With the terminal work, the damage of type 1 cannot occur, as the application is not executed on a physical workstation but in DOS window of Windows NT system. Possible problems with a workstation will cause a terminal disconnection, or in the worst case, a distortion of the picture shown on a terminal.

Terminal software has been structured in such a way that executing an application cannot be stopped while the indexes are being updated, which eliminates the possibility of a consistency disturbance of indexes and DBF databases, even when a terminal is suddenly disconnected.
Because of the fact that with the work in terminal architecture both data (DBF,NTX) and applications are on the same computer, a connection abortion between an application and the data is practically impossible on the server. There is one issue left - a connection between an application and a terminal. By default, an application working in a terminal mode ends its activity when it finds out that a connection with a terminal has been aborted. It may cause a disturbance of the logical consistency of data. In order to avoid such a possibility, a mechanism of a terminal transaction has been introduced.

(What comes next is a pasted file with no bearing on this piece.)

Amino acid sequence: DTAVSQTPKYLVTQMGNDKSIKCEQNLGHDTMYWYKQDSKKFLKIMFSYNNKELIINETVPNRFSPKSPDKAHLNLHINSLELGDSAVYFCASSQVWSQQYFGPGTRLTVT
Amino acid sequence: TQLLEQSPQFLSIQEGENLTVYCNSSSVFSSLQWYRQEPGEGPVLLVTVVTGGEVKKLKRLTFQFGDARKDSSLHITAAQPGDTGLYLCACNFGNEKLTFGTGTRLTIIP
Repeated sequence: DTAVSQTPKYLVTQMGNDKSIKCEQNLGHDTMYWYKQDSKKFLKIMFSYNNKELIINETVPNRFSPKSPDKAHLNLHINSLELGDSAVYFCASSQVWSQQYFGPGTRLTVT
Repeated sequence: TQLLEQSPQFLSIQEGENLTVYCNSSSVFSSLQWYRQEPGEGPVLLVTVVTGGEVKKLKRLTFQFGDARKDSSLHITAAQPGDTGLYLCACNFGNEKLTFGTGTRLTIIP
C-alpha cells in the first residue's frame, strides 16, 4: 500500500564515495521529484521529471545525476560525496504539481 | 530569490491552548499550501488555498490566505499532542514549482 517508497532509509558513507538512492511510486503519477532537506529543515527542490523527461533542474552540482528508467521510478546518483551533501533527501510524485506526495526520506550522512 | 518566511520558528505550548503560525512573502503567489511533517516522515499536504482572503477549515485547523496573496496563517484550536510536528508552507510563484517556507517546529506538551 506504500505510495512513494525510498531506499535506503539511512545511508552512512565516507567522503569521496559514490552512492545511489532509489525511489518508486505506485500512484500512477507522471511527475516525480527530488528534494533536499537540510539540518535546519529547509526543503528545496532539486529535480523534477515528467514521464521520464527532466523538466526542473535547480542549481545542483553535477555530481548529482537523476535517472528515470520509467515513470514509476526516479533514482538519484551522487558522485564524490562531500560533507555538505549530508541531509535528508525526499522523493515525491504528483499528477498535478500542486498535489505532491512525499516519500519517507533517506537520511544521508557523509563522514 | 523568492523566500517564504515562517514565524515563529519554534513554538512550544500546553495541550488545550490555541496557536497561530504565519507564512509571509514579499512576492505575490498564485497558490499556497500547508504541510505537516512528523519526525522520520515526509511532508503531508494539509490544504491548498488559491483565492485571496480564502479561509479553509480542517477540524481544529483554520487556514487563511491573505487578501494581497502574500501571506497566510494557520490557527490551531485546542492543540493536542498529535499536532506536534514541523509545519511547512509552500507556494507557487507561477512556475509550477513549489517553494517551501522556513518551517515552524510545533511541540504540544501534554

Terminal transactions

A programmer who uses TrmTsBegin() and TrmTsEnd() functions can mark in xBase program code fragments which cannot be aborted (Listing 1). If a connection between a terminal and an application is aborted at the moment when the application is in a terminal transaction mode, the disconnection will be ignored until TrmTsEnd() function is run, which means until the end of the transaction. The terminal transaction guarantees a complete execution of a marked application fragment. Correct inserting of terminal transactions to an application eliminates a possibility that a disturbance of the logical consistency of data may occur. Working in terminal architecture and using terminal transactions, you can achieve a system stability and the level of data security normally unavailable in traditional installations with a file server. The stability of one only element - an application server becomes the factor that decides about the stability and data security in entire system. In traditional installations data security depends on many elements:
  • the stability of a file server

  • the stability of all the workstations

  • the network

  • the workers' discipline


&& terminal transactions

PARAMETERS Account1, Account2, sum

TrmTsBegin() && starting of terminal transactions

&& transfer Sum from account1 to account2 -
&& the operation is done in a transaction and it is secured